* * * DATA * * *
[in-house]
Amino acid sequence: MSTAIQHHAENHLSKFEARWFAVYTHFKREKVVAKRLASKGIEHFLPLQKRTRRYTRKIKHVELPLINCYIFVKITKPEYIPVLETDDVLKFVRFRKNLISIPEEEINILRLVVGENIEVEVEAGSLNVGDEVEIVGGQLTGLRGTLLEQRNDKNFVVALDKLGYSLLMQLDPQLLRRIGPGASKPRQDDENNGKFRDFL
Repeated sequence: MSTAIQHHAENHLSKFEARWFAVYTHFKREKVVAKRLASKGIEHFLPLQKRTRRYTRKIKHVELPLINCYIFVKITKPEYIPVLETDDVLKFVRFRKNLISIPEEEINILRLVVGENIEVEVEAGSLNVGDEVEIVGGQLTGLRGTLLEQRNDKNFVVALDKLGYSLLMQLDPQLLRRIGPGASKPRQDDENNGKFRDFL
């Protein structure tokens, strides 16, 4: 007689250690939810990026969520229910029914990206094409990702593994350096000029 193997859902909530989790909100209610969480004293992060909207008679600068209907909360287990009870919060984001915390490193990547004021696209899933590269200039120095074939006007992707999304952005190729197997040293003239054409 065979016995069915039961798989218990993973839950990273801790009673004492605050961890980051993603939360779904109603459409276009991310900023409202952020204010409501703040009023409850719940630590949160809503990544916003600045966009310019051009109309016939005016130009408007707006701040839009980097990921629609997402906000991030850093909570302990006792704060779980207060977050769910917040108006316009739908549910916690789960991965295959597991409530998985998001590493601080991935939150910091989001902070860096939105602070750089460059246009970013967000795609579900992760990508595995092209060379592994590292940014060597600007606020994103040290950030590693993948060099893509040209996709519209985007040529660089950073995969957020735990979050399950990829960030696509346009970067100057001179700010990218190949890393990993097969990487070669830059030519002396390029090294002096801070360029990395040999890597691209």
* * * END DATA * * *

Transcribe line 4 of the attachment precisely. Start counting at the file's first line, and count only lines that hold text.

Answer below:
């Protein structure tokens, strides 16, 4: 007689250690939810990026969520229910029914990206094409990702593994350096000029 193997859902909530989790909100209610969480004293992060909207008679600068209907909360287990009870919060984001915390490193990547004021696209899933590269200039120095074939006007992707999304952005190729197997040293003239054409 065979016995069915039961798989218990993973839950990273801790009673004492605050961890980051993603939360779904109603459409276009991310900023409202952020204010409501703040009023409850719940630590949160809503990544916003600045966009310019051009109309016939005016130009408007707006701040839009980097990921629609997402906000991030850093909570302990006792704060779980207060977050769910917040108006316009739908549910916690789960991965295959597991409530998985998001590493601080991935939150910091989001902070860096939105602070750089460059246009970013967000795609579900992760990508595995092209060379592994590292940014060597600007606020994103040290950030590693993948060099893509040209996709519209985007040529660089950073995969957020735990979050399950990829960030696509346009970067100057001179700010990218190949890393990993097969990487070669830059030519002396390029090294002096801070360029990395040999890597691209």